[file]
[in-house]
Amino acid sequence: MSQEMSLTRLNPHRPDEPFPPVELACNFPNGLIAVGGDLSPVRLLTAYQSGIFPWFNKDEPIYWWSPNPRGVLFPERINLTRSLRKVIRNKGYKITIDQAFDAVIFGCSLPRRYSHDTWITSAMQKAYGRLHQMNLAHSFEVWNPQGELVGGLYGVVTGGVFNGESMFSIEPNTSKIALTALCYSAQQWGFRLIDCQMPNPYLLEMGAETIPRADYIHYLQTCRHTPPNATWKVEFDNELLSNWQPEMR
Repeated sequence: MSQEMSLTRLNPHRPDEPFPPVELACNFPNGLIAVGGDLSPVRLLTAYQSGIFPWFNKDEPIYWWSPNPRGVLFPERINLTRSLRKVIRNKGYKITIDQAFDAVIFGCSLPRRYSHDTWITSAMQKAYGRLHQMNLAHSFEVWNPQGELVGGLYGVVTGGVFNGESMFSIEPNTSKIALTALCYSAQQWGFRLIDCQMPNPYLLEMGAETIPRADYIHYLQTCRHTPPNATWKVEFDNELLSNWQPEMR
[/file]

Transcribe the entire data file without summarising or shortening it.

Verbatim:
[in-house]
Amino acid sequence: MSQEMSLTRLNPHRPDEPFPPVELACNFPNGLIAVGGDLSPVRLLTAYQSGIFPWFNKDEPIYWWSPNPRGVLFPERINLTRSLRKVIRNKGYKITIDQAFDAVIFGCSLPRRYSHDTWITSAMQKAYGRLHQMNLAHSFEVWNPQGELVGGLYGVVTGGVFNGESMFSIEPNTSKIALTALCYSAQQWGFRLIDCQMPNPYLLEMGAETIPRADYIHYLQTCRHTPPNATWKVEFDNELLSNWQPEMR
Repeated sequence: MSQEMSLTRLNPHRPDEPFPPVELACNFPNGLIAVGGDLSPVRLLTAYQSGIFPWFNKDEPIYWWSPNPRGVLFPERINLTRSLRKVIRNKGYKITIDQAFDAVIFGCSLPRRYSHDTWITSAMQKAYGRLHQMNLAHSFEVWNPQGELVGGLYGVVTGGVFNGESMFSIEPNTSKIALTALCYSAQQWGFRLIDCQMPNPYLLEMGAETIPRADYIHYLQTCRHTPPNATWKVEFDNELLSNWQPEMR